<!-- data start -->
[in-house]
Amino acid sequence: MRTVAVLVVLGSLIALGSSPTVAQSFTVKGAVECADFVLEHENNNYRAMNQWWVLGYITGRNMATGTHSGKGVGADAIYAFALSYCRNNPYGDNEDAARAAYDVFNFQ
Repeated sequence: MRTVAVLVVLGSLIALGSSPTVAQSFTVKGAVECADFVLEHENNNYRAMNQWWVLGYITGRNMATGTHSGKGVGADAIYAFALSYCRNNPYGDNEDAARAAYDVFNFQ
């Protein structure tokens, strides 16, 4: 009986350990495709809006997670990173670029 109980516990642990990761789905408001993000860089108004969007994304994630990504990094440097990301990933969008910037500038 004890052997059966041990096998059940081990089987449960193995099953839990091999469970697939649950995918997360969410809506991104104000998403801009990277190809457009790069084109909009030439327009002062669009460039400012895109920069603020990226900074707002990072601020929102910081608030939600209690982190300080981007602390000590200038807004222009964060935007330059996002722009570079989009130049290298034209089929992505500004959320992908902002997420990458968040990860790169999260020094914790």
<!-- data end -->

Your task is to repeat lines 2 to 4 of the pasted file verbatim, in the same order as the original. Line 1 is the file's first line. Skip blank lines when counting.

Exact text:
Amino acid sequence: MRTVAVLVVLGSLIALGSSPTVAQSFTVKGAVECADFVLEHENNNYRAMNQWWVLGYITGRNMATGTHSGKGVGADAIYAFALSYCRNNPYGDNEDAARAAYDVFNFQ
Repeated sequence: MRTVAVLVVLGSLIALGSSPTVAQSFTVKGAVECADFVLEHENNNYRAMNQWWVLGYITGRNMATGTHSGKGVGADAIYAFALSYCRNNPYGDNEDAARAAYDVFNFQ
């Protein structure tokens, strides 16, 4: 009986350990495709809006997670990173670029 109980516990642990990761789905408001993000860089108004969007994304994630990504990094440097990301990933969008910037500038 004890052997059966041990096998059940081990089987449960193995099953839990091999469970697939649950995918997360969410809506991104104000998403801009990277190809457009790069084109909009030439327009002062669009460039400012895109920069603020990226900074707002990072601020929102910081608030939600209690982190300080981007602390000590200038807004222009964060935007330059996002722009570079989009130049290298034209089929992505500004959320992908902002997420990458968040990860790169999260020094914790």